I was born at the small hospital in a rural area. Although not many expectant mothers checked in there, two baby girls were born on the same day, one of whom was I. We shared the newborn room, sleeping in a bed side by side. Before the birth, I’d had a possibility to have severe jaundice of the newborn. My mother was told it would have either left a brain defect if I’d had it, or made me extremely intelligent if I hadn’t. Instead of jaundice, I was born with a hip joint dislocation. My right leg had been regularly dislocated and hung loosely until I was one or two years old and my mother had taken me to the hospital each time. About the time when my leg finally stopped getting dislocated, there was a piece of news in a local newspaper that a little girl was thrown into the river and killed by her parent. The victim was the baby who was born on the same day as I was and slept in the next bed to me at the hospital. Since both the town and the hospital were small, my mother and my grandmother remembered the name of the baby and the area she lived in. I was luckier and I outlived her without any more dislocation or jaundice. The latter should have resulted in me being extremely intelligent but my parents consider me simply crazy…

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Hidemi’s Rambling No.351

The elders of old families in the hamlet where I grew up had regularly practiced a Buddhist chant when I was little. My grandfather was one of them. He didn’t come home from the practice one night by the time he was supposed to. When we were worried and about to go look for him, he turned up at our doorstep sweating and getting muddy. He was shaken by fear and said, “It was a fox! A fox got me!” Usually, he would come home by passing through the narrow unpaved alley that led to a wider street near our house. According to him, he was walking home on the familiar dirt alley as usual after he left the elder’s house where the chanting practice was held. But on that particular night, the alley he had walked a thousand times didn’t come to the wider street. It didn’t end. When he reached the end of the alley, the entrance of the same alley started again instead of the street. The alley continued endlessly and he couldn’t get out of it. He began to panic, ran, tumbled, repeated countless trips through the alley and finally landed onto the street. In my hometown, people believed that an inexplicable incident like this was caused by a fox that bewitched them. A fox sometimes pulled mischief around us, and my mother had a similar experience. Because it had been a common knowledge throughout the neighborhood, everybody in my family was fully convinced that my grandfather’s story was true – except I inwardly suspected that a fox might mean drunkenness. By the way, we call a shower when the sun is shining a fox’s wedding…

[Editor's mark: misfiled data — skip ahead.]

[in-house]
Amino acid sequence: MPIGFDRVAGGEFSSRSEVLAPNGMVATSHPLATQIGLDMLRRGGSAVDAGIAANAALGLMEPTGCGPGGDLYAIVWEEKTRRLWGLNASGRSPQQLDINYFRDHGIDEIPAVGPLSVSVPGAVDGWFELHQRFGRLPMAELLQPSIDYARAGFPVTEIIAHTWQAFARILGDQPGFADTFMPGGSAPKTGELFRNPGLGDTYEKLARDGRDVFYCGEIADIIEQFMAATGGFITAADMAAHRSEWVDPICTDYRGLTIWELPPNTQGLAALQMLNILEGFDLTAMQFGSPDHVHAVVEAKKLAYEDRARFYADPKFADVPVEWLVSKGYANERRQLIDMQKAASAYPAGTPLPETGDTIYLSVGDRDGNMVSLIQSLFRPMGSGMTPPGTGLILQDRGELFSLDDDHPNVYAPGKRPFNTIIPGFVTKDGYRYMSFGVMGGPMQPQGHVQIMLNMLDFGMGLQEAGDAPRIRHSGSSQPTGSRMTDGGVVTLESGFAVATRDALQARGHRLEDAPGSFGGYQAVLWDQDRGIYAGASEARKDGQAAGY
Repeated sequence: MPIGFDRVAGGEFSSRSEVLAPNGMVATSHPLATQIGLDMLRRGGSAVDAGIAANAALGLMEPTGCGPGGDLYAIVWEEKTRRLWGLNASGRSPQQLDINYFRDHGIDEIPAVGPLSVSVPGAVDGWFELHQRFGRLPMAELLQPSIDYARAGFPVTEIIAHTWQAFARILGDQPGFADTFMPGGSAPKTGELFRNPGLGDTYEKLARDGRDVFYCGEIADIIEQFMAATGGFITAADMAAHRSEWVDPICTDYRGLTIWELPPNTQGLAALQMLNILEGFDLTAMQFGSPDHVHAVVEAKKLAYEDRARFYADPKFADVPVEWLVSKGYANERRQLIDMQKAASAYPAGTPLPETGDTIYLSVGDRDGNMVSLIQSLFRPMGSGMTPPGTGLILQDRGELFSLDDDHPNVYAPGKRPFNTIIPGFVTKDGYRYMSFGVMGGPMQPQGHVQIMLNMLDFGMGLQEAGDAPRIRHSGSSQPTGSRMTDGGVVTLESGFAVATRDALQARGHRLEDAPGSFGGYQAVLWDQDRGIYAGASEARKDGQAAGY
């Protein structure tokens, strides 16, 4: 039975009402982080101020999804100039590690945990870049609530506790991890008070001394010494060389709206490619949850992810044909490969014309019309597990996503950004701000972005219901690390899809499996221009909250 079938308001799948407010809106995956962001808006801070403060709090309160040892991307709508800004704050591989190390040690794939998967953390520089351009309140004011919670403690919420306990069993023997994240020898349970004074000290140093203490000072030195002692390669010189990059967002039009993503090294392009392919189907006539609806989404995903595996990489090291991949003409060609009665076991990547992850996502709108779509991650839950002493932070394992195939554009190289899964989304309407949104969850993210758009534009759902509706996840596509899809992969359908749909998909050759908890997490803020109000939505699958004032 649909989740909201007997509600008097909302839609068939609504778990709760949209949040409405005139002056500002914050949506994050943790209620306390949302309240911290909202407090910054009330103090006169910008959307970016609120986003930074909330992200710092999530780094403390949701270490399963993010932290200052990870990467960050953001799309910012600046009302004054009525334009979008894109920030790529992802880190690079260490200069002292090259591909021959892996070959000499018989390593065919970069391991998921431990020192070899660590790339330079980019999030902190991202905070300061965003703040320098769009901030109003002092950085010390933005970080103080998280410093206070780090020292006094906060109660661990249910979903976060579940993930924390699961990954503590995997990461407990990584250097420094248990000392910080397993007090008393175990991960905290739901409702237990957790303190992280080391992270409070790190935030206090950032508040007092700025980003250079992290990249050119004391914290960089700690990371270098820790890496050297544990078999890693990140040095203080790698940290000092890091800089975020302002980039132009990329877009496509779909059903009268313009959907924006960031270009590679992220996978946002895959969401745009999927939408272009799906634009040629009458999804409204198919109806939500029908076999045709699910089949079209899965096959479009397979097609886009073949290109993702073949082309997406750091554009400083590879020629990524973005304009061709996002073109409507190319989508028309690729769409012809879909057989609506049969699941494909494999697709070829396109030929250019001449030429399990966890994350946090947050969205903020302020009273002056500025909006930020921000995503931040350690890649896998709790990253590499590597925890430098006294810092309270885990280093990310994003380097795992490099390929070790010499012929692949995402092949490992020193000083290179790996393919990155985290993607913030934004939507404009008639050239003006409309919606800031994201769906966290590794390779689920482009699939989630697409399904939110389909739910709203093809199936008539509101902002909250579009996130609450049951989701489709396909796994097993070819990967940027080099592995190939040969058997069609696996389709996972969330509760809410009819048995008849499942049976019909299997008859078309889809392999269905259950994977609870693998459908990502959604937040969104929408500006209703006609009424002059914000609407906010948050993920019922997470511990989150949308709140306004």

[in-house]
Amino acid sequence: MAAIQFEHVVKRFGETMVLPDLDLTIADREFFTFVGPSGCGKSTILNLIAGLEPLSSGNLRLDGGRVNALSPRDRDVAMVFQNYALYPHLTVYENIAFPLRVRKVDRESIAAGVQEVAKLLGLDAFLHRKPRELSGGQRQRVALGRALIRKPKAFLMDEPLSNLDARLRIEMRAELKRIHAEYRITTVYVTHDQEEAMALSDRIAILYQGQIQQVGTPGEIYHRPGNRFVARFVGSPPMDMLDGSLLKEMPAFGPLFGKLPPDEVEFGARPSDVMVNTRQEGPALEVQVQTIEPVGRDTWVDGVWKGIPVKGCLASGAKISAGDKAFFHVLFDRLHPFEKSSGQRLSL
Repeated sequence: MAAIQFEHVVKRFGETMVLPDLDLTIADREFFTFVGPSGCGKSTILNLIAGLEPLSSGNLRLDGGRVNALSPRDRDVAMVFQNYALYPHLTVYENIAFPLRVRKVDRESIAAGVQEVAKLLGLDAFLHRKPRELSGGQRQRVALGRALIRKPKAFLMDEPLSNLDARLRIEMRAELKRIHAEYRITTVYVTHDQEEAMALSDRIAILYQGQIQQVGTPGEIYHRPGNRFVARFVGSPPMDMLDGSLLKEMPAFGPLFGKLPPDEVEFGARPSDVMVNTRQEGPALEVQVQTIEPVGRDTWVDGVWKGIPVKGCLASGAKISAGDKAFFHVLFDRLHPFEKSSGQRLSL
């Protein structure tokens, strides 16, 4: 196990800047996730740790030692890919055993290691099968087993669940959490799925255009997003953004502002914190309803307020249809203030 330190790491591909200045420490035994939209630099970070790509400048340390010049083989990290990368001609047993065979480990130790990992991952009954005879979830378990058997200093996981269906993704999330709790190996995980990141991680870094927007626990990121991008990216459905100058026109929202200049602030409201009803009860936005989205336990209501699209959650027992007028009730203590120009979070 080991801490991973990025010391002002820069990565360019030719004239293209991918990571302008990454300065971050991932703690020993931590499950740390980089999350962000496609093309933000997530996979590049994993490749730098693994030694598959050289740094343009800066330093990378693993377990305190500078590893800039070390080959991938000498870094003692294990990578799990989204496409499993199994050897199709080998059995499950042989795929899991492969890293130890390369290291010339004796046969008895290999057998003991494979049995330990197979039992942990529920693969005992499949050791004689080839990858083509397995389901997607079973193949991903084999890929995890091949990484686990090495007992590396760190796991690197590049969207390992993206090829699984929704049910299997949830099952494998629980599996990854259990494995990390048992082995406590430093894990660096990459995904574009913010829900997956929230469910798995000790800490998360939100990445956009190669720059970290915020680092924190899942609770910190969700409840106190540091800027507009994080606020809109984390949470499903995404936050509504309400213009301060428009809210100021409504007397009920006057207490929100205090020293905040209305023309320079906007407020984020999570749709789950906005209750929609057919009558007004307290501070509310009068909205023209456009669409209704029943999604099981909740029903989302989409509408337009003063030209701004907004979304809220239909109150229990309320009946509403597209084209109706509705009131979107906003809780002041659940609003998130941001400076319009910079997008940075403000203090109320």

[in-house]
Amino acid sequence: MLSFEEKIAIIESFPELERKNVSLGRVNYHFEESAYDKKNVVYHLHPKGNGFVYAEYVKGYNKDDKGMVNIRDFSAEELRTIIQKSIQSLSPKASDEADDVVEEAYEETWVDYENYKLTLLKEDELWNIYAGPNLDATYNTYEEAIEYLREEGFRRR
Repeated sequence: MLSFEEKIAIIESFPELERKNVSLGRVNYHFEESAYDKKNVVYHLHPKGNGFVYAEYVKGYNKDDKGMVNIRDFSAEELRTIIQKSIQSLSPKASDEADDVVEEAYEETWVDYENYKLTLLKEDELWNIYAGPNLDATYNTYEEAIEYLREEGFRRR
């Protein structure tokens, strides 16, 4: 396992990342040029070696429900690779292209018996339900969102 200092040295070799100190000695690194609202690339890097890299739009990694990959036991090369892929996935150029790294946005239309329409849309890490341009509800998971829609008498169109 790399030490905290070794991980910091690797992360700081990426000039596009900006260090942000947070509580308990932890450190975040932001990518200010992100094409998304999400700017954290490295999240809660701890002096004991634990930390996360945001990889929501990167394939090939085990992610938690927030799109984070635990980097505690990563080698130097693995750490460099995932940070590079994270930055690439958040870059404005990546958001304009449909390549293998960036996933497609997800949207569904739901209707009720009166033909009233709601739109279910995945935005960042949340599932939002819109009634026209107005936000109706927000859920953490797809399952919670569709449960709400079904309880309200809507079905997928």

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Hidemi’s Rambling No.350

The time for scary tales and ghosts is Halloween in the U.S. but in Japan, it’s summer. In my hometown, there used to be a night for a test of courage for kids in summer when I was a child. It was a small neighborhood event that an adult volunteer set up a sign saying ‘A Test of Courage’ at the entrance to a narrow lane between the neighbor houses. Except for the entrance, the rest of the lane was left as it was, without any special scary decorations or surprising effects. Enough nature still remained in my neighborhood back then though, and a ditch, bushes and shrubs along the lane had sufficient effects in darkness to scare kids. One summer dusk, I heard my grandmother call me urgently when I was playing in the yard. She grabbed me and ran into the house, escaping from something. It was a ball of fire drifting above us. That was the first time I’d ever seen a will-o’-the-wisp, and I haven’t seen one since. But to my family, seeing a will-o’-the-wisp wasn’t so rare. My grandmother once saw it perch on a side mirror of a parked car in front of our house. Scientifically, it’s said that a will-o’-the-wisp is some phosphorus-related phenomenon. Near our house, there was a graveyard where we had buried the deceased from generation to generation, which is now banned by law requiring cremation, and we believed it had to do with a will-o’-the-wisp. I had plenty of natural scary materials in my childhood…